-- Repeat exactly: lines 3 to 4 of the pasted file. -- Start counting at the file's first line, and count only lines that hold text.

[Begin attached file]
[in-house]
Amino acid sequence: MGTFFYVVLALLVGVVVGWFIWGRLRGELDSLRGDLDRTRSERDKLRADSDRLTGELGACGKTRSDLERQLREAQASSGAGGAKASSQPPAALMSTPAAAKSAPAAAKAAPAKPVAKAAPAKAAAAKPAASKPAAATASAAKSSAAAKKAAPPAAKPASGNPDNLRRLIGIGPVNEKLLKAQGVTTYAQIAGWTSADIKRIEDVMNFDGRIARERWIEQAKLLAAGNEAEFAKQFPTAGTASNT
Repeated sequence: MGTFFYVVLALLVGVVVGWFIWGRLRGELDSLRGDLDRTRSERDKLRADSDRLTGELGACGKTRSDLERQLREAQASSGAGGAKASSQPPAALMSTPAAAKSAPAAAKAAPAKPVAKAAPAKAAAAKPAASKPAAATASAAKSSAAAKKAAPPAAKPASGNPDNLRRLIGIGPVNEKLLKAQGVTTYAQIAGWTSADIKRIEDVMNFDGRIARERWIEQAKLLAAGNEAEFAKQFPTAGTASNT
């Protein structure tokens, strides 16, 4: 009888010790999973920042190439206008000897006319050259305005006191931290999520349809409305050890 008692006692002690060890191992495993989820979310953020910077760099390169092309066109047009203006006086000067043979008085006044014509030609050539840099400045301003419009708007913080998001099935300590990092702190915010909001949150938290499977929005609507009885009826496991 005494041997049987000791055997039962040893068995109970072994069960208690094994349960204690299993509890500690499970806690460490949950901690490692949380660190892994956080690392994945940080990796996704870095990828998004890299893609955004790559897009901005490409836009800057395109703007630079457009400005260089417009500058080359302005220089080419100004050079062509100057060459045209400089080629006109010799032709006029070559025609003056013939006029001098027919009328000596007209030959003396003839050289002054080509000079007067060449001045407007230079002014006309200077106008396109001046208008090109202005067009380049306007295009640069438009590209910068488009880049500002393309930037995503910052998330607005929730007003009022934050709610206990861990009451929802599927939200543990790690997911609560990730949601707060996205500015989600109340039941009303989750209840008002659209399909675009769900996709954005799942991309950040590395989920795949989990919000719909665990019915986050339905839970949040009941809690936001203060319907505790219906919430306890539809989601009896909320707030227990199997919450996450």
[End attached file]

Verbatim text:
Repeated sequence: MGTFFYVVLALLVGVVVGWFIWGRLRGELDSLRGDLDRTRSERDKLRADSDRLTGELGACGKTRSDLERQLREAQASSGAGGAKASSQPPAALMSTPAAAKSAPAAAKAAPAKPVAKAAPAKAAAAKPAASKPAAATASAAKSSAAAKKAAPPAAKPASGNPDNLRRLIGIGPVNEKLLKAQGVTTYAQIAGWTSADIKRIEDVMNFDGRIARERWIEQAKLLAAGNEAEFAKQFPTAGTASNT
């Protein structure tokens, strides 16, 4: 009888010790999973920042190439206008000897006319050259305005006191931290999520349809409305050890 008692006692002690060890191992495993989820979310953020910077760099390169092309066109047009203006006086000067043979008085006044014509030609050539840099400045301003419009708007913080998001099935300590990092702190915010909001949150938290499977929005609507009885009826496991 005494041997049987000791055997039962040893068995109970072994069960208690094994349960204690299993509890500690499970806690460490949950901690490692949380660190892994956080690392994945940080990796996704870095990828998004890299893609955004790559897009901005490409836009800057395109703007630079457009400005260089417009500058080359302005220089080419100004050079062509100057060459045209400089080629006109010799032709006029070559025609003056013939006029001098027919009328000596007209030959003396003839050289002054080509000079007067060449001045407007230079002014006309200077106008396109001046208008090109202005067009380049306007295009640069438009590209910068488009880049500002393309930037995503910052998330607005929730007003009022934050709610206990861990009451929802599927939200543990790690997911609560990730949601707060996205500015989600109340039941009303989750209840008002659209399909675009769900996709954005799942991309950040590395989920795949989990919000719909665990019915986050339905839970949040009941809690936001203060319907505790219906919430306890539809989601009896909320707030227990199997919450996450």